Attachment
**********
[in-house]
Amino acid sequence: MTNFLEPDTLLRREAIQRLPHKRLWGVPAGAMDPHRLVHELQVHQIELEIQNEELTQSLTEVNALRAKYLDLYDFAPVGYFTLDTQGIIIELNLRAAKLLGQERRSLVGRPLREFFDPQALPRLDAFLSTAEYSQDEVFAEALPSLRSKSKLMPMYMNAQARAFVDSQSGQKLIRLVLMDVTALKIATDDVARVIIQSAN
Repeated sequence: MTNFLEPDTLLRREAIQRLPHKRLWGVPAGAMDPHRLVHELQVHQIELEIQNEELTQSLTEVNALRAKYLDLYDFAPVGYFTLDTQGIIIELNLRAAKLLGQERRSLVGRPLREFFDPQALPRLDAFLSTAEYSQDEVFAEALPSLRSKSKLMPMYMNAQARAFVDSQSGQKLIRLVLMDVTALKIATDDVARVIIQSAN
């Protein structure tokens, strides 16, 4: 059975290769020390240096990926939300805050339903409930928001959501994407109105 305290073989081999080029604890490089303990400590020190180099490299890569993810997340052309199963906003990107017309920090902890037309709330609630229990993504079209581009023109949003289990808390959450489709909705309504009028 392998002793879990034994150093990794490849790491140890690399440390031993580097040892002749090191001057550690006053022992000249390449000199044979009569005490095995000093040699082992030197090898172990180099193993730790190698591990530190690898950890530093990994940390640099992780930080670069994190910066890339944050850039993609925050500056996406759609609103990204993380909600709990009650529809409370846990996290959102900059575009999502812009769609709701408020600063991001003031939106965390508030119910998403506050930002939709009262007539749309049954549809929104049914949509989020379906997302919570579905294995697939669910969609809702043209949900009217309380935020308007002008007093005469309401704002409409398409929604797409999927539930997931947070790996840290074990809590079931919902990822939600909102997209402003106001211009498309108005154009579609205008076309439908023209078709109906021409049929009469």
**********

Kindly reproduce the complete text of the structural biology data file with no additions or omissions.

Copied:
[in-house]
Amino acid sequence: MTNFLEPDTLLRREAIQRLPHKRLWGVPAGAMDPHRLVHELQVHQIELEIQNEELTQSLTEVNALRAKYLDLYDFAPVGYFTLDTQGIIIELNLRAAKLLGQERRSLVGRPLREFFDPQALPRLDAFLSTAEYSQDEVFAEALPSLRSKSKLMPMYMNAQARAFVDSQSGQKLIRLVLMDVTALKIATDDVARVIIQSAN
Repeated sequence: MTNFLEPDTLLRREAIQRLPHKRLWGVPAGAMDPHRLVHELQVHQIELEIQNEELTQSLTEVNALRAKYLDLYDFAPVGYFTLDTQGIIIELNLRAAKLLGQERRSLVGRPLREFFDPQALPRLDAFLSTAEYSQDEVFAEALPSLRSKSKLMPMYMNAQARAFVDSQSGQKLIRLVLMDVTALKIATDDVARVIIQSAN
């Protein structure tokens, strides 16, 4: 059975290769020390240096990926939300805050339903409930928001959501994407109105 305290073989081999080029604890490089303990400590020190180099490299890569993810997340052309199963906003990107017309920090902890037309709330609630229990993504079209581009023109949003289990808390959450489709909705309504009028 392998002793879990034994150093990794490849790491140890690399440390031993580097040892002749090191001057550690006053022992000249390449000199044979009569005490095995000093040699082992030197090898172990180099193993730790190698591990530190690898950890530093990994940390640099992780930080670069994190910066890339944050850039993609925050500056996406759609609103990204993380909600709990009650529809409370846990996290959102900059575009999502812009769609709701408020600063991001003031939106965390508030119910998403506050930002939709009262007539749309049954549809929104049914949509989020379906997302919570579905294995697939669910969609809702043209949900009217309380935020308007002008007093005469309401704002409409398409929604797409999927539930997931947070790996840290074990809590079931919902990822939600909102997209402003106001211009498309108005154009579609205008076309439908023209078709109906021409049929009469």